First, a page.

Remember to write the technique section in the past tense at all times. Make your writing descriptive. Provide enough information so that another researcher can reproduce your experiment, but keep it brief. Excessive details that aren't important to the experiment's conclusion should be avoided. Consider using examples to help make your point.
In the introduction section, introduce yourself and your topic briefly without going into great detail. State the purpose of your study clearly with some key words. Be sure to include any previous research on your subject. This will allow other researchers to follow up on what you've discovered and may even lead them to do work you have not thought of yet!
In the methodology section, describe the sample size, statistical tests used, and assumptions made. If applicable, explain why a random sample was not used. Note any limitations of your study due to time or money constraints. In addition, discuss any problems you had conducting your research. Was there a lot of missing data? Were certain subjects excluded from the sample? Did you encounter any other problems during the course of your investigation?
In the results section, provide detailed descriptions of each variable being studied. Explain how and why variables influence one another. Use charts or graphs to show relationships between variables. Consider using tables or diagrams to better organize your information.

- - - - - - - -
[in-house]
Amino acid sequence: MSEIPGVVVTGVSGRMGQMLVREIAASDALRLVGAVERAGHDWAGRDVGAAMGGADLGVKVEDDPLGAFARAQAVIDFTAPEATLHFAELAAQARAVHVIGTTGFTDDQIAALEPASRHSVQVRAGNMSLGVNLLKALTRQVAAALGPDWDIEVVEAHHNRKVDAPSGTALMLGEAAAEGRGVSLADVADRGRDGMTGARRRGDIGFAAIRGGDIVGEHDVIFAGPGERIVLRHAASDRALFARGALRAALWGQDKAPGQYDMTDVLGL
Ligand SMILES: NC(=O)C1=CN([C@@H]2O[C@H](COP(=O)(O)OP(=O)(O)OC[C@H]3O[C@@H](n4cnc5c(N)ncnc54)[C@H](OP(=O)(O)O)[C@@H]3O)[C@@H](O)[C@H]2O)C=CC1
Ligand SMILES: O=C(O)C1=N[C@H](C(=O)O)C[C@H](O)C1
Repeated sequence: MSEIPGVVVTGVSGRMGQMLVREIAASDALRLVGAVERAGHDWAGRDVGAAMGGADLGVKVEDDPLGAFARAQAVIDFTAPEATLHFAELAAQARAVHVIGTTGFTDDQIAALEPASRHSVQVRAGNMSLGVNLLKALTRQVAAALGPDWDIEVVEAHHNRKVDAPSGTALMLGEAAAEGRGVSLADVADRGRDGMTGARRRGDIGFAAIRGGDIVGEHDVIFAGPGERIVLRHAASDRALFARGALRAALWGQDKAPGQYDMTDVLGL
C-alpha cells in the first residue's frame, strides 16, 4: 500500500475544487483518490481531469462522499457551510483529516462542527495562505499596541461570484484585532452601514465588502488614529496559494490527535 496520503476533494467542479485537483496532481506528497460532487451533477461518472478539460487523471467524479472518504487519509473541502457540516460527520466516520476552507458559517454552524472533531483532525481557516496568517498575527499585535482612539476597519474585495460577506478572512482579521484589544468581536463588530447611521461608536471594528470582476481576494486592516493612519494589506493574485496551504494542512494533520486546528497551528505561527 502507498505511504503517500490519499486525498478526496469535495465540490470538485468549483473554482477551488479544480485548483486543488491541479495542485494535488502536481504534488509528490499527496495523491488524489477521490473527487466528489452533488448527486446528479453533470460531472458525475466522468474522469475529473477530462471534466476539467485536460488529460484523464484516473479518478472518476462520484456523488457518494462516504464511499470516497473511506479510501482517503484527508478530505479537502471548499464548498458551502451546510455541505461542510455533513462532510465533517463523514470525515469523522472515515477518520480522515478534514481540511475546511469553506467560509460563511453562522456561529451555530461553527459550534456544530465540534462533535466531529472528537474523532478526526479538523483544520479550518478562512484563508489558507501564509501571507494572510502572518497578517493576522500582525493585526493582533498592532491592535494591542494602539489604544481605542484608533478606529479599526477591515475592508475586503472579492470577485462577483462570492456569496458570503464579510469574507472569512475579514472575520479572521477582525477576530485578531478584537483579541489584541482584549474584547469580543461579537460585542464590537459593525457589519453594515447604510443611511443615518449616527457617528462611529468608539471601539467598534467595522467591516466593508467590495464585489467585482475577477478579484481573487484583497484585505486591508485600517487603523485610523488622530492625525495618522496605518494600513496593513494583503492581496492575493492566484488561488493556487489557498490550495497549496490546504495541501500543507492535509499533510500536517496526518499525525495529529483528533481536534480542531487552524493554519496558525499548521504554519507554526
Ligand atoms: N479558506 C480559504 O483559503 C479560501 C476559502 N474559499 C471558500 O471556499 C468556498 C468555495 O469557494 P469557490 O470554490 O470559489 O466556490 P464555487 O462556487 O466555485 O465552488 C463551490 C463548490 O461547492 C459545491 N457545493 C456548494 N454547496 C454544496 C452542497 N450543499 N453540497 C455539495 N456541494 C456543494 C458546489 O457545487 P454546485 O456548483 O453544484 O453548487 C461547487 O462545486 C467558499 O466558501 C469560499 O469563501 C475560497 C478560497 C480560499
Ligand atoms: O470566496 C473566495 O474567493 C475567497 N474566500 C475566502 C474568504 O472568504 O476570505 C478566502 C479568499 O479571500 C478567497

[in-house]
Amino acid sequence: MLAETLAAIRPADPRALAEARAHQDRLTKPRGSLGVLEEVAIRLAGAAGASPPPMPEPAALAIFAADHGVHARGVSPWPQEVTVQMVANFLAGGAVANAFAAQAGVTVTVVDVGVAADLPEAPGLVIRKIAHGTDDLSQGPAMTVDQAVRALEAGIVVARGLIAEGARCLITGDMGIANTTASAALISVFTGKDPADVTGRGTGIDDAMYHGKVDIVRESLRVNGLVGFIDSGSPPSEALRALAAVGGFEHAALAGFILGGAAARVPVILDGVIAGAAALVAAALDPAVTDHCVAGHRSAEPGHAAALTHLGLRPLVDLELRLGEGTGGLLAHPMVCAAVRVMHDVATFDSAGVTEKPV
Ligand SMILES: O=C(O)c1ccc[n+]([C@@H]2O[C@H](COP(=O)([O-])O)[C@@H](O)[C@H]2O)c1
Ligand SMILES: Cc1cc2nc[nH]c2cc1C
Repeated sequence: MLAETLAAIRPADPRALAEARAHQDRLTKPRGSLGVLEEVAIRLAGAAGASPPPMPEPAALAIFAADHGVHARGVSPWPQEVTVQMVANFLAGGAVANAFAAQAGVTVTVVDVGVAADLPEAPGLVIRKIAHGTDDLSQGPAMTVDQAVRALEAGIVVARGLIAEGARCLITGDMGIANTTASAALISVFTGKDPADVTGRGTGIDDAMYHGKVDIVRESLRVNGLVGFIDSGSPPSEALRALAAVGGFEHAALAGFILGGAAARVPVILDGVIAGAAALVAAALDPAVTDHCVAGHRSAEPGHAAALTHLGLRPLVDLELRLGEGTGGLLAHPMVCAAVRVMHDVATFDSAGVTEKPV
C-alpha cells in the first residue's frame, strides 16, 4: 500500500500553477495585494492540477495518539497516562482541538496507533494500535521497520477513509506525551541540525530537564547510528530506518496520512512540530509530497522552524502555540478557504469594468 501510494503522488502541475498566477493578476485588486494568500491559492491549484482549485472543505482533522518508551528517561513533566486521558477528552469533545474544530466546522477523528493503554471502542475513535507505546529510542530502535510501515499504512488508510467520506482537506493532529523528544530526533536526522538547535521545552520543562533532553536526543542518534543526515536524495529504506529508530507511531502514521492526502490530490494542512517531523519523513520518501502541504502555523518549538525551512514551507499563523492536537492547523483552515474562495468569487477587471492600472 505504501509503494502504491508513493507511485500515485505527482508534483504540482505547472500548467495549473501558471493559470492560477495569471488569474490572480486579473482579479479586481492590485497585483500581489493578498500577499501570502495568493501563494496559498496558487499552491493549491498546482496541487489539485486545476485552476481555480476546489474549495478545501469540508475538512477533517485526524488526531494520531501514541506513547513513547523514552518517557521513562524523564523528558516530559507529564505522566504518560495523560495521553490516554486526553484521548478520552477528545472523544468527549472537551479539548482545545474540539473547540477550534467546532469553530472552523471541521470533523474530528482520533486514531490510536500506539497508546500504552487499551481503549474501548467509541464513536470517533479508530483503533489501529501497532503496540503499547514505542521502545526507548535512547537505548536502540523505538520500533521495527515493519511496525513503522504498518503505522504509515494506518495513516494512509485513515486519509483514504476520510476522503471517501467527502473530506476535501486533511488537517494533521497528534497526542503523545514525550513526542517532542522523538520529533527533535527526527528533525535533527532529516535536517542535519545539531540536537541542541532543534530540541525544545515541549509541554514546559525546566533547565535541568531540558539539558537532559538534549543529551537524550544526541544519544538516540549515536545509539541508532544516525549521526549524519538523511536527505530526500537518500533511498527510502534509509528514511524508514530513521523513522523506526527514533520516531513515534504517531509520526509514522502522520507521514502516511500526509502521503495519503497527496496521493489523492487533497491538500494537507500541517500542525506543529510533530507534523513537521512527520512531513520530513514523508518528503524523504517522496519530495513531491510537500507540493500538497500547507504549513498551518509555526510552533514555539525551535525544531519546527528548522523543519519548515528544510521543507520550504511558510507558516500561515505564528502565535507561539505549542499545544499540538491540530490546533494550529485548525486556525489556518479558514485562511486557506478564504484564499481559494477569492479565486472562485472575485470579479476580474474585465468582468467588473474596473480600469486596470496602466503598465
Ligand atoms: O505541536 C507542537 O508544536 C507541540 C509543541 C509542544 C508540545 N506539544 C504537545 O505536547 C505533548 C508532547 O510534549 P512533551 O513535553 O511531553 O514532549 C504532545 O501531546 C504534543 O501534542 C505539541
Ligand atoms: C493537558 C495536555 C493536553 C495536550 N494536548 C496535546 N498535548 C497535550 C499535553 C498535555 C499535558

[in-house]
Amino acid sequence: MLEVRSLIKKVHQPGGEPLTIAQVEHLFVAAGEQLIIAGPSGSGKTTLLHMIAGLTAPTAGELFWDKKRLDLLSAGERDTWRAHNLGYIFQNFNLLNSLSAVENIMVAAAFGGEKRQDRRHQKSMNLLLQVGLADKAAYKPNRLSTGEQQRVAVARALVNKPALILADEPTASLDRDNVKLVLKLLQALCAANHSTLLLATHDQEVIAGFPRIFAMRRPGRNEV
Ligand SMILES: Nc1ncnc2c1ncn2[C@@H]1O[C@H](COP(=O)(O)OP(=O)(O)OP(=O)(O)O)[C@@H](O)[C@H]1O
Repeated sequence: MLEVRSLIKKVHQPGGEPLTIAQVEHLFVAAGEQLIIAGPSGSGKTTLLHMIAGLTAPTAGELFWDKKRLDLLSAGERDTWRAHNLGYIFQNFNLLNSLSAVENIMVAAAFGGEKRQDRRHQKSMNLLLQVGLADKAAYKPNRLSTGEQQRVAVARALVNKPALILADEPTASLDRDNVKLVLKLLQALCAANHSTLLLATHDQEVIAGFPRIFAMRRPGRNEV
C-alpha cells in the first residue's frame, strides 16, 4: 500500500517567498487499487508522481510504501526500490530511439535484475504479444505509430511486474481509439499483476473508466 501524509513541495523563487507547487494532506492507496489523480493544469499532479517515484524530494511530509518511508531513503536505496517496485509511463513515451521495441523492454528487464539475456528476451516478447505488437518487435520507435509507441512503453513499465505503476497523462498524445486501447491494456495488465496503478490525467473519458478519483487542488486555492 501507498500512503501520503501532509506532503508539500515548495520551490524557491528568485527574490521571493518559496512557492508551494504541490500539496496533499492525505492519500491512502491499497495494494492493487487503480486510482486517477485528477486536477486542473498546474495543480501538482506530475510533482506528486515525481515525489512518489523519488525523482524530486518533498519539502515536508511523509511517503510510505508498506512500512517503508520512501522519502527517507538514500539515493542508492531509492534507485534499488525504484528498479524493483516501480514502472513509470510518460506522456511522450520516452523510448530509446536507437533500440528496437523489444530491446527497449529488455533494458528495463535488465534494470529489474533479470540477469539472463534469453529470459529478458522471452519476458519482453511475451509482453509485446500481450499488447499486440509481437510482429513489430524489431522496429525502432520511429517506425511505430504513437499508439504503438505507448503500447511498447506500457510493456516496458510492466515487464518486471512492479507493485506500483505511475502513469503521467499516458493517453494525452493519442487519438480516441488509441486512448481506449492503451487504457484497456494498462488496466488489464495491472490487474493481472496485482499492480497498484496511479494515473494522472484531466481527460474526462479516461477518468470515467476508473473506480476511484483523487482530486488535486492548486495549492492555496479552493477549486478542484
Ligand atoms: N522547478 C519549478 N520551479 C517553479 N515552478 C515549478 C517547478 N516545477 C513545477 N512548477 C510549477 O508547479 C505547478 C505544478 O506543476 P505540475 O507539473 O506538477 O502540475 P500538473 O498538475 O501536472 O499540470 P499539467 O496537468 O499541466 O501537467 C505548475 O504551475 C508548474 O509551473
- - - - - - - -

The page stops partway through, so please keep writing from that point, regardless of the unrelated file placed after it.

Remember the following:
You should provide complete information on the study design, participants, equipment, materials, variables, and participant activities. The procedure section should include enough detail for other researchers to duplicate your experiment or study. You should also include any relevant background information about the study topic.
In addition to these requirements, methods sections should be written in an understandable language, and whenever possible, defined terms should be used in place of vague descriptors such as "a variety of statistical tests". Methods sections are an opportunity not only to describe your methodology but also to discuss findings and their interpretation. As such, they should be written in a way that is accessible to readers who have no prior knowledge of the research field.
Methods sections should be concise but comprehensive. It is acceptable to use several sentences to explain how you conducted a single experiment or study subject. However, it is important to avoid having multiple sentences build up within a single paragraph. Try to keep together any series of observations or experiments performed on the same group of subjects or events. This will help readers follow the logic behind some of your conclusions.
Use clear language and simple terminology when writing your methods section. For example, rather than saying that you measured "the height of ten children", say that you measured "the height of these children". Using proper terminology makes your work more accurate and easier to understand for others.
How to Write a Laboratory Report Section on Methods
The general rules for a techniques section are as follows: